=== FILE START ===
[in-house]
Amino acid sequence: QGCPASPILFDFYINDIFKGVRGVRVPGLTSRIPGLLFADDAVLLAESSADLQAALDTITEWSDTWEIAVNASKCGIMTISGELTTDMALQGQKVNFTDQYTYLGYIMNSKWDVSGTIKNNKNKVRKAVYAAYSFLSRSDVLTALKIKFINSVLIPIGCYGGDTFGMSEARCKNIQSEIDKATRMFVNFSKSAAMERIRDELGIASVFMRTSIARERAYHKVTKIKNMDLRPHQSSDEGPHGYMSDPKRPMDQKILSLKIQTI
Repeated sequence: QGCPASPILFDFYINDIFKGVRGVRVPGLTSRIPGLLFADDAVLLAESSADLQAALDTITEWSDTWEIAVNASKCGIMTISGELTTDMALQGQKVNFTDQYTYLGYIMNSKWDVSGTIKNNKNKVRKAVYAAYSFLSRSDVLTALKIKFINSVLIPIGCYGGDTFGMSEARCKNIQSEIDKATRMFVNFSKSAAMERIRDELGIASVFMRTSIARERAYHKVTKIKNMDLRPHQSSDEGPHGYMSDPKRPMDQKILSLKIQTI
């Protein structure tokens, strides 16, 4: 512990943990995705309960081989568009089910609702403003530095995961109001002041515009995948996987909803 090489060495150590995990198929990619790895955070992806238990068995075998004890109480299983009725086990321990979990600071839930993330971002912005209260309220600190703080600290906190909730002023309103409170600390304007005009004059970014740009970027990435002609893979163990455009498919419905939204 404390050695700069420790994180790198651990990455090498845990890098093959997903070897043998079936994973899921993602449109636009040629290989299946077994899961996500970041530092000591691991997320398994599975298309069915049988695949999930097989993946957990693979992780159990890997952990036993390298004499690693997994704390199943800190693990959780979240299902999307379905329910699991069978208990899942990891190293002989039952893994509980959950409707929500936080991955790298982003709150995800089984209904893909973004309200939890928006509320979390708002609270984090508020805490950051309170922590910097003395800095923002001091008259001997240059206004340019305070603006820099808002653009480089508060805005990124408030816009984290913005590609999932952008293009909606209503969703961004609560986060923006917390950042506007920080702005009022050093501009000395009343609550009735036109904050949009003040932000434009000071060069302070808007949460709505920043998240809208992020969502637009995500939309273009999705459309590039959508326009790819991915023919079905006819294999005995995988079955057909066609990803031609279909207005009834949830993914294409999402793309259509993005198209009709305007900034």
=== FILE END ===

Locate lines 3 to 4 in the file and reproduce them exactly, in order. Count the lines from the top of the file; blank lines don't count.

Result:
Repeated sequence: QGCPASPILFDFYINDIFKGVRGVRVPGLTSRIPGLLFADDAVLLAESSADLQAALDTITEWSDTWEIAVNASKCGIMTISGELTTDMALQGQKVNFTDQYTYLGYIMNSKWDVSGTIKNNKNKVRKAVYAAYSFLSRSDVLTALKIKFINSVLIPIGCYGGDTFGMSEARCKNIQSEIDKATRMFVNFSKSAAMERIRDELGIASVFMRTSIARERAYHKVTKIKNMDLRPHQSSDEGPHGYMSDPKRPMDQKILSLKIQTI
């Protein structure tokens, strides 16, 4: 512990943990995705309960081989568009089910609702403003530095995961109001002041515009995948996987909803 090489060495150590995990198929990619790895955070992806238990068995075998004890109480299983009725086990321990979990600071839930993330971002912005209260309220600190703080600290906190909730002023309103409170600390304007005009004059970014740009970027990435002609893979163990455009498919419905939204 404390050695700069420790994180790198651990990455090498845990890098093959997903070897043998079936994973899921993602449109636009040629290989299946077994899961996500970041530092000591691991997320398994599975298309069915049988695949999930097989993946957990693979992780159990890997952990036993390298004499690693997994704390199943800190693990959780979240299902999307379905329910699991069978208990899942990891190293002989039952893994509980959950409707929500936080991955790298982003709150995800089984209904893909973004309200939890928006509320979390708002609270984090508020805490950051309170922590910097003395800095923002001091008259001997240059206004340019305070603006820099808002653009480089508060805005990124408030816009984290913005590609999932952008293009909606209503969703961004609560986060923006917390950042506007920080702005009022050093501009000395009343609550009735036109904050949009003040932000434009000071060069302070808007949460709505920043998240809208992020969502637009995500939309273009999705459309590039959508326009790819991915023919079905006819294999005995995988079955057909066609990803031609279909207005009834949830993914294409999402793309259509993005198209009709305007900034």